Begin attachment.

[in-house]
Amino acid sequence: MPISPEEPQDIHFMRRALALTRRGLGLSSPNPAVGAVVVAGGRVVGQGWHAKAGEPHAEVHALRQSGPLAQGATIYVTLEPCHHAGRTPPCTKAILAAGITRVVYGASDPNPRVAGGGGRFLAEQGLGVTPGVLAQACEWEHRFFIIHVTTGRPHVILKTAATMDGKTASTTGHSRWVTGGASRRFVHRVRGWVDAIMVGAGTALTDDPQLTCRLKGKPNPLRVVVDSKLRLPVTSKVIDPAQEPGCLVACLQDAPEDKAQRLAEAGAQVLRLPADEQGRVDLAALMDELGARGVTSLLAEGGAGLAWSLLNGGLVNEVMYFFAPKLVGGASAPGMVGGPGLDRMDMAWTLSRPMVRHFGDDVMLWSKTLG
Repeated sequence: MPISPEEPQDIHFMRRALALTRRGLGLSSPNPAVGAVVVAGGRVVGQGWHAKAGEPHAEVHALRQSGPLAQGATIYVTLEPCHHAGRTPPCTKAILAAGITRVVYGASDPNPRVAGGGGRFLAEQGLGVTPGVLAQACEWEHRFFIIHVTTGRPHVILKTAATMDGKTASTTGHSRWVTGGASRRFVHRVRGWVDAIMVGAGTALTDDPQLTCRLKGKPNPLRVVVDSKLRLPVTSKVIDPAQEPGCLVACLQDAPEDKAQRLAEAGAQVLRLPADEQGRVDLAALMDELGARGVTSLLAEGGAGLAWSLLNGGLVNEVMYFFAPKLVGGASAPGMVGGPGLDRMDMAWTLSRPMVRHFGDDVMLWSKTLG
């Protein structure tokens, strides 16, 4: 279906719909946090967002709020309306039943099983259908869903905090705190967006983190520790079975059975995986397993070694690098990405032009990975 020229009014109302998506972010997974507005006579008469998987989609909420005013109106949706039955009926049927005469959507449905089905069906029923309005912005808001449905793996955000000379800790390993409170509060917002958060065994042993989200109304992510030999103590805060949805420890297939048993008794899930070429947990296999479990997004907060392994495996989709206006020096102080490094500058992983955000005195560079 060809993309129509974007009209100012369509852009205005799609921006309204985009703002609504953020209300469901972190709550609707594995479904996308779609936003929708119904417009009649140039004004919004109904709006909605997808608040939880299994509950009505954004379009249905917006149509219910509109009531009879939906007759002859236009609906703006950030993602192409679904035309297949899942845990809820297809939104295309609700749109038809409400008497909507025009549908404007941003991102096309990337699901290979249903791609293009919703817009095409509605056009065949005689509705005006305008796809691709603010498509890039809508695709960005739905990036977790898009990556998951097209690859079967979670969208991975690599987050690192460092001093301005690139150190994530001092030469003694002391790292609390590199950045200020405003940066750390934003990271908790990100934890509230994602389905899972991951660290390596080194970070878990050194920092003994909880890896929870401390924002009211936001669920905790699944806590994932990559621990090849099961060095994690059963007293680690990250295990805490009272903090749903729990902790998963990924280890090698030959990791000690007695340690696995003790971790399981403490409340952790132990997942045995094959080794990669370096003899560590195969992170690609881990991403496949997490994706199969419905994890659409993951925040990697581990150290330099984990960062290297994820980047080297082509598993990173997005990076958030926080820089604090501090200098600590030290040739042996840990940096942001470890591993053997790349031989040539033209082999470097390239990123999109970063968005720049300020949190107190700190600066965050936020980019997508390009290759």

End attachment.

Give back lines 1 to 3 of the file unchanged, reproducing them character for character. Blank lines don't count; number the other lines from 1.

[in-house]
Amino acid sequence: MPISPEEPQDIHFMRRALALTRRGLGLSSPNPAVGAVVVAGGRVVGQGWHAKAGEPHAEVHALRQSGPLAQGATIYVTLEPCHHAGRTPPCTKAILAAGITRVVYGASDPNPRVAGGGGRFLAEQGLGVTPGVLAQACEWEHRFFIIHVTTGRPHVILKTAATMDGKTASTTGHSRWVTGGASRRFVHRVRGWVDAIMVGAGTALTDDPQLTCRLKGKPNPLRVVVDSKLRLPVTSKVIDPAQEPGCLVACLQDAPEDKAQRLAEAGAQVLRLPADEQGRVDLAALMDELGARGVTSLLAEGGAGLAWSLLNGGLVNEVMYFFAPKLVGGASAPGMVGGPGLDRMDMAWTLSRPMVRHFGDDVMLWSKTLG
Repeated sequence: MPISPEEPQDIHFMRRALALTRRGLGLSSPNPAVGAVVVAGGRVVGQGWHAKAGEPHAEVHALRQSGPLAQGATIYVTLEPCHHAGRTPPCTKAILAAGITRVVYGASDPNPRVAGGGGRFLAEQGLGVTPGVLAQACEWEHRFFIIHVTTGRPHVILKTAATMDGKTASTTGHSRWVTGGASRRFVHRVRGWVDAIMVGAGTALTDDPQLTCRLKGKPNPLRVVVDSKLRLPVTSKVIDPAQEPGCLVACLQDAPEDKAQRLAEAGAQVLRLPADEQGRVDLAALMDELGARGVTSLLAEGGAGLAWSLLNGGLVNEVMYFFAPKLVGGASAPGMVGGPGLDRMDMAWTLSRPMVRHFGDDVMLWSKTLG